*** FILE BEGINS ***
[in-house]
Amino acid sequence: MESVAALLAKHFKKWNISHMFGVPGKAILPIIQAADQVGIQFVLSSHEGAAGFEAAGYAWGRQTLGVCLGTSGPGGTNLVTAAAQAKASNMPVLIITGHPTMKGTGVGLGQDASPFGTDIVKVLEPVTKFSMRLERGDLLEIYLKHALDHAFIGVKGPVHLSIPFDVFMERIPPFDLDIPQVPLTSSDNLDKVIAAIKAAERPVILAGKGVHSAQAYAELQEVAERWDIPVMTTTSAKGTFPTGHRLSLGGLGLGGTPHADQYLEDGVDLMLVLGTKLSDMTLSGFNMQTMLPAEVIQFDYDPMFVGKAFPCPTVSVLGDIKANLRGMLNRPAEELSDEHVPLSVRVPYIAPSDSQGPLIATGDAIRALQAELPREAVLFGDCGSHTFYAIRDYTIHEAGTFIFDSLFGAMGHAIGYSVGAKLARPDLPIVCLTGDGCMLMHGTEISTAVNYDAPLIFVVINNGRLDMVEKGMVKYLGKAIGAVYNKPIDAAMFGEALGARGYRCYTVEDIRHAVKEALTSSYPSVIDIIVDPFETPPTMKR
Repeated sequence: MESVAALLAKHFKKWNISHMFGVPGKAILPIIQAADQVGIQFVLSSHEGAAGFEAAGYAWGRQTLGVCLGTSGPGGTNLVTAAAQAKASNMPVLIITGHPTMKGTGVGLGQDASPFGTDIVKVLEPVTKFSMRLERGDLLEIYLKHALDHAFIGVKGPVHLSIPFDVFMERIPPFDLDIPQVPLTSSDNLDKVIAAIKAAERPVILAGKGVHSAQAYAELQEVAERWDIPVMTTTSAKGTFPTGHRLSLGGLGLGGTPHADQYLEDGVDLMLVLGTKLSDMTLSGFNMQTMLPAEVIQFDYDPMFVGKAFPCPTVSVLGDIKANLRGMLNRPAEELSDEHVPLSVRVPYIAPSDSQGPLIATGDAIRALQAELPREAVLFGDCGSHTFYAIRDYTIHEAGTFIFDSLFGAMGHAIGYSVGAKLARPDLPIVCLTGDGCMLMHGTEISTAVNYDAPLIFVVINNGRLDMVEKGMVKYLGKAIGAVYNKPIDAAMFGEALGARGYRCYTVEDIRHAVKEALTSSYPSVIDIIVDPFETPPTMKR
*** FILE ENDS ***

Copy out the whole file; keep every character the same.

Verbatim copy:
[in-house]
Amino acid sequence: MESVAALLAKHFKKWNISHMFGVPGKAILPIIQAADQVGIQFVLSSHEGAAGFEAAGYAWGRQTLGVCLGTSGPGGTNLVTAAAQAKASNMPVLIITGHPTMKGTGVGLGQDASPFGTDIVKVLEPVTKFSMRLERGDLLEIYLKHALDHAFIGVKGPVHLSIPFDVFMERIPPFDLDIPQVPLTSSDNLDKVIAAIKAAERPVILAGKGVHSAQAYAELQEVAERWDIPVMTTTSAKGTFPTGHRLSLGGLGLGGTPHADQYLEDGVDLMLVLGTKLSDMTLSGFNMQTMLPAEVIQFDYDPMFVGKAFPCPTVSVLGDIKANLRGMLNRPAEELSDEHVPLSVRVPYIAPSDSQGPLIATGDAIRALQAELPREAVLFGDCGSHTFYAIRDYTIHEAGTFIFDSLFGAMGHAIGYSVGAKLARPDLPIVCLTGDGCMLMHGTEISTAVNYDAPLIFVVINNGRLDMVEKGMVKYLGKAIGAVYNKPIDAAMFGEALGARGYRCYTVEDIRHAVKEALTSSYPSVIDIIVDPFETPPTMKR
Repeated sequence: MESVAALLAKHFKKWNISHMFGVPGKAILPIIQAADQVGIQFVLSSHEGAAGFEAAGYAWGRQTLGVCLGTSGPGGTNLVTAAAQAKASNMPVLIITGHPTMKGTGVGLGQDASPFGTDIVKVLEPVTKFSMRLERGDLLEIYLKHALDHAFIGVKGPVHLSIPFDVFMERIPPFDLDIPQVPLTSSDNLDKVIAAIKAAERPVILAGKGVHSAQAYAELQEVAERWDIPVMTTTSAKGTFPTGHRLSLGGLGLGGTPHADQYLEDGVDLMLVLGTKLSDMTLSGFNMQTMLPAEVIQFDYDPMFVGKAFPCPTVSVLGDIKANLRGMLNRPAEELSDEHVPLSVRVPYIAPSDSQGPLIATGDAIRALQAELPREAVLFGDCGSHTFYAIRDYTIHEAGTFIFDSLFGAMGHAIGYSVGAKLARPDLPIVCLTGDGCMLMHGTEISTAVNYDAPLIFVVINNGRLDMVEKGMVKYLGKAIGAVYNKPIDAAMFGEALGARGYRCYTVEDIRHAVKEALTSSYPSVIDIIVDPFETPPTMKR